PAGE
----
Babylon--”any place of great luxury, corruption or vice” (a standard dictionary’s definition).
Not Mark Twain, or Ring Lardner, or Hemingway or anyone else could write a more tragicomic scenario. The ideas of Keystone Cops, “The Three Stooges” and the “cops” or “fuzz” are rather old and trite. Certainly, American police are about as intelligent as the Three Stooges, though slightly less articulate, and the term “cops,” being derived from the copper badges the police formerly wore, is not derogatory enough. Neither are the contrived “Police Academy” movies critical enough--or, maybe not critical at all. You need a description as expansive as “rocks and bottles, rocks and bottles!” And one that shows how sensible Bobbies, gendarmes, and caribinieri are in comparison.
They are lawless in direct proportion to their mindless conformity, as brutal and trigger-happy as Billy the Kid, and they’re sticklers for the law beyond all bounds. The police are as bad as the “professional,” ideologically-vaunted FBI, whose late hero, now with his name on their building, was paranoid, petty and petulant. The FBI and local police have a political function, as shown by Abscam and Republic Steel, South Chicago, May 30, 1937. Haymarket, Carnegie Steel and the Palmer Raids are further reminders that the U.S. does have political police.
The police forces are the “proud ones” who vigilantly and wrecklessly “serve and protect” private property interests. You would not give a fiddler’s flatus for their academy and community college education; they are undereducated or uneducated--though occasionally literate--and claim no need of an intellect. Rather than taming riots, for example, they periodically riot themselves, and apply thick the traffic tickets and tear gas, pepper spray, mace, vicious dogs, night clubs, and lead. At Chicago in the summer of ‘68, the police displayed their arts, clubbing and gassing men and women alike. Now, in the wake of school shootings and September 11, the order to “beef up security” spreads side-by-side with suspicion.
The numerous divisions, departments and levels of the police go far beyond the local-state-federal distinction; you would be very mistaken to identify American police as FBI, federal, highway patrol, state, police department, local. The federal government has a multiplicity of formal police agencies whose authority overlap in a chaotic manner. There is the Secret Service, ATF, the military police (MP’s), the National Guard, INS agents, the CIA (an agency which, according to the Security Act of 1947, which created it, is not supposed to, but does, “operate” domestically), the National Security Agency, the National Reconnaissance Office (a satellite-surveillance agency which dates from about 1970 and whose official existence at first was officially denied), and the miscellaneous security personnel employed by the National Park Service, the Department of Health and Human Services, the Postal Inspection Service, the Department of Agriculture, the Treasury Department, and so forth.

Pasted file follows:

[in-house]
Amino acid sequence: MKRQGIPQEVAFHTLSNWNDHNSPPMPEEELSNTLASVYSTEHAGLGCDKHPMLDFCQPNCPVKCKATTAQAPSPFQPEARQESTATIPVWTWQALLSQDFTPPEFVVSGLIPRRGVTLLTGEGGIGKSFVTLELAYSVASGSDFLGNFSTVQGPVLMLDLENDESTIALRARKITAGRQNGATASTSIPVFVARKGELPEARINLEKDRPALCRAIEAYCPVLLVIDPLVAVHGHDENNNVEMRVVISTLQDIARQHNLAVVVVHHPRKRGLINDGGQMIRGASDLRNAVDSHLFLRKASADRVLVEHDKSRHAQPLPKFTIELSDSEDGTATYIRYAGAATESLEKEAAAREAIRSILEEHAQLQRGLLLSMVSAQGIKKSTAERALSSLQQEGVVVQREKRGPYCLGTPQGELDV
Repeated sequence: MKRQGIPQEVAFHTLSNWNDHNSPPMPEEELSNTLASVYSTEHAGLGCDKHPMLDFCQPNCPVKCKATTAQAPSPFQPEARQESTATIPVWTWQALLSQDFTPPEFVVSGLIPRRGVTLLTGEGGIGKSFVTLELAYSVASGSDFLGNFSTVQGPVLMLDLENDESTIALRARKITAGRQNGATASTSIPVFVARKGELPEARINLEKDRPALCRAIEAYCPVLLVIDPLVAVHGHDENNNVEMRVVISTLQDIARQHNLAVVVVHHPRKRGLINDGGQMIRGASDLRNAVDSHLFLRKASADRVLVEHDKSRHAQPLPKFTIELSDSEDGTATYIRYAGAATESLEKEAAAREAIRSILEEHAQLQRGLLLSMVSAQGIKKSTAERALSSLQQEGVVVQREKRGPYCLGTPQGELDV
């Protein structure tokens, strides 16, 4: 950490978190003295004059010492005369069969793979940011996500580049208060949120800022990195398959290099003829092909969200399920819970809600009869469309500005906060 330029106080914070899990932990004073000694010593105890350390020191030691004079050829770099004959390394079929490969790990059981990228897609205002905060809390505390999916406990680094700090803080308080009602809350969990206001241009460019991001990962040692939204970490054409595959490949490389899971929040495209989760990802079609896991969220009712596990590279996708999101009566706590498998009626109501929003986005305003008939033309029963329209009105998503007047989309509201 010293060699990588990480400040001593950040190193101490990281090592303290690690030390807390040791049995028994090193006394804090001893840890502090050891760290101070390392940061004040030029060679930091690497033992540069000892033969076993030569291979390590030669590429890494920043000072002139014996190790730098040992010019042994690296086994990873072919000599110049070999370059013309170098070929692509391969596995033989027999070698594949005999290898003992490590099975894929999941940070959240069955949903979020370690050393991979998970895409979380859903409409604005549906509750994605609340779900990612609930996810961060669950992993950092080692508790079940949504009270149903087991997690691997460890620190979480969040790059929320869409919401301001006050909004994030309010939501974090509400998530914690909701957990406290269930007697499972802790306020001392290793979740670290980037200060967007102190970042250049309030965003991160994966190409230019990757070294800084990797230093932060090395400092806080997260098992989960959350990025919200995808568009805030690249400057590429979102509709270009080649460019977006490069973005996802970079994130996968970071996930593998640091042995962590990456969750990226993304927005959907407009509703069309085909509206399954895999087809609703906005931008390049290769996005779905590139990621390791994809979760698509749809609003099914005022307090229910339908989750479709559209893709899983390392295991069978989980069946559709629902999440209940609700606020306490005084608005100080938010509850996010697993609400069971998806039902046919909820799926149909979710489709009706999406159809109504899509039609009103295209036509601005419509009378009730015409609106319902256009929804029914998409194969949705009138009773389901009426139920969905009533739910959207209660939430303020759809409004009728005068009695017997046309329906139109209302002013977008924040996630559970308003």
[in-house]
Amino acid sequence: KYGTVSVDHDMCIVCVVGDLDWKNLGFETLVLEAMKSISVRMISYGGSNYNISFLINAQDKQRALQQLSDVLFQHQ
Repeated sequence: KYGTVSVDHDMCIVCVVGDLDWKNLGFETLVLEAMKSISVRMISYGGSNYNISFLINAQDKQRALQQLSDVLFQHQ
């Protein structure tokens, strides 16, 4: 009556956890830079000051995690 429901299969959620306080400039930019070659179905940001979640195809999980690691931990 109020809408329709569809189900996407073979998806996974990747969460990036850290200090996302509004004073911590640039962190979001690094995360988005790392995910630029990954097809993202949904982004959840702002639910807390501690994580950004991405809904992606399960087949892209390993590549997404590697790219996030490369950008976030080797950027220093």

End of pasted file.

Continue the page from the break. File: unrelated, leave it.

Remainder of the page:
On the state level are the highway patrol, an occasional police department like the KBI of Kansas, and numerous police arms--just as with the federal government--to go along with the many state government agencies.
In their bewilderment, the police cannot discriminate between mere deviance and formal crime; the former, in their eyes, looks very much like the latter. Nevertheless, fortified with blanket authority, crude stereotypes and the anger of working a dangerous job (where anyone pulled over on the road may harbor a weapon), the police sally forth in fits and starts to capture, by hook or by crook, the “bad guys”; and if they only succeed in handing out a few tickets, they’re still the proud ones, as the fines, court costs, lawyer’s fee and penalties for tardiness can wipe out the entire week’s earnings of a menial worker. On the other hand, the police are underpaid, useful in certain emergencies, deterrents to drunken drivers and in general are pledged to be the “good guys” of the community--officiously so, however.
In keeping “law and order” in a violent class society of deviance, the police have been granted complete control on the streets. As one person stated, “they think they own the whole world!” The American people excuse police excesses as somehow necessary, especially given the “crime rate,” but having granted them too much authority--or having allowed a governing class to do so--they opened the door, for lo these many years, atleast since the Civil War, to denial by police of the very rights they are supposed to protect.
John Fleming is the author of The War of All Against All.
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